You're Overthinking It

Soon after high school, I spent a few months working with a very no-nonsense carpenter. I suppose it was the enthusiasm that often comes from inexperience, but I was full of innovative ideas on tasks like batch-cutting decking boards and scribing interior trim. However, this guy was old school – under his name on his business card was the moniker, “The Bigger Hammer.” You know the phrase – if it doesn’t work, get a bigger hammer. The saying perfectly embodied his work philosophy, as did the mammoth 2-lb framing hammer that never left his hip. I remember him telling me (and others), “You’re overthinking it,” as he pulled that hammer out and beat some framing member into submission. I learned a valuable lesson from him, that the simplest solutions are often the best.

Fast forward about 20 years. On a semi-annual pilgrimage to the vaunted Liberty Tool Company, I discovered among the bins of tools an exquisite representative of the accelerating trend of “overthinking it” when it comes to tools. It so perfectly captured the spirit of the age that I had to buy it. It even had working batteries. Ladies and gentlemen, I give you the Autotape powered tape measure.

This thing is a delight to use. Besides weighing at least twice what a normal, boring tape measure does, it’s also twice the size due to the addition of a motor and batteries. With the push of a button, the tape extends to a claimed stand-out length of 7 feet. You must rely on the motor to draw the tape back in as well, a slower process than ideal but hey – it’s automatic. There is, fortunately, a manual override on the bottom of the body for all the times the tape gets stuck. And it goes through those AA batteries fast, especially when you spend your workdays extending the blade like some Imperial-scaled lightsaber to poke fellow builders in the ear. You can imagine how pleased Joshua is when I pull this out of my toolbox.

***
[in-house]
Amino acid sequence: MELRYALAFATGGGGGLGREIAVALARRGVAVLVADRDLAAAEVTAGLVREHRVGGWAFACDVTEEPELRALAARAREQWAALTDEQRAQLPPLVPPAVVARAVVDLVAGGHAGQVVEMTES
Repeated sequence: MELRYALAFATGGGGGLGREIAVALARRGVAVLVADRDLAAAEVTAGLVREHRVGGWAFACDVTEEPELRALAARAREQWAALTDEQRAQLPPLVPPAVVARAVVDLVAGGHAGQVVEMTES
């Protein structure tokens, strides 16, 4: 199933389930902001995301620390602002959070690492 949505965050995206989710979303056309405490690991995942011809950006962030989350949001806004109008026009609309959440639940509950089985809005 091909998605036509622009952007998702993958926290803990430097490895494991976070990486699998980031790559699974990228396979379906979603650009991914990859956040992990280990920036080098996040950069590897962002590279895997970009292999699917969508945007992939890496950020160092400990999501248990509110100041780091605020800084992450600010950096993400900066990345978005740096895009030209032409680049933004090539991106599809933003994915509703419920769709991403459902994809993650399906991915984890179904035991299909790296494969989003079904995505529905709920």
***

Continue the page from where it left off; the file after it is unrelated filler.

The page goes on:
William of Occam (of razor fame) said, “It is vain to do with more what can be done with less.” Beyond simple vanity, it is complicated to do with more what can be done with less. If I now need to keep a store of batteries on hand for my tape measure in order to ease the burden of extending the tape by hand, or keep my smartphone nearby to determine the status of my cordless tools’ batteries (not kidding), I become reliant on technology and an industry that I don’t understand to do a task that once was simple and free. Of course, simple and free and durable aren’t terribly profitable qualities. This situation also leads to the slippery slope of creating new, unforeseen problems with technology that then require new tech to fix, ad infinitum.

Necessity used to be the mother of invention, but it seems that Invention has been adopted by a new stepmother: Novelty. Our necessities have been met, and we’re bored. But what’s this new, shiny thing here? Matthew Crawford laments that some new cars are being introduced that don’t even have an oil dipstick. There is an increasing trend towards taking away from consumers even the option to fix their own vehicles – soon, we will have no choice but to rely entirely on highly trained specialists to do any necessary work. Vehicles, like new tools, are being over-laden with novel technology and features that draw us in on the showroom floor but are impossible to fix or maintain for the long run (besides consuming vast quantities of resources to produce). When a complicated thing breaks, the only recourse is to get a new one. Check out the newest Apple computers: every component is permanently soldered in place. There is no allowance for consumer upgrades. Once the system is outdated, you have no choice but to purchase a new one to keep up.

So, do you have a favorite hammer? Keep using it – it will last. Those antique tools that you take pride in maintaining will be passed down to future generations, still in use long after the plastic tech-laden gadgets in the home center have been sadly relegated to the landfill. Not jumping at the latest and greatest technological “must-haves” is a radical act today.

Check back here tomorrow – Joshua has some exciting news to share about Issue Ten!

– Mike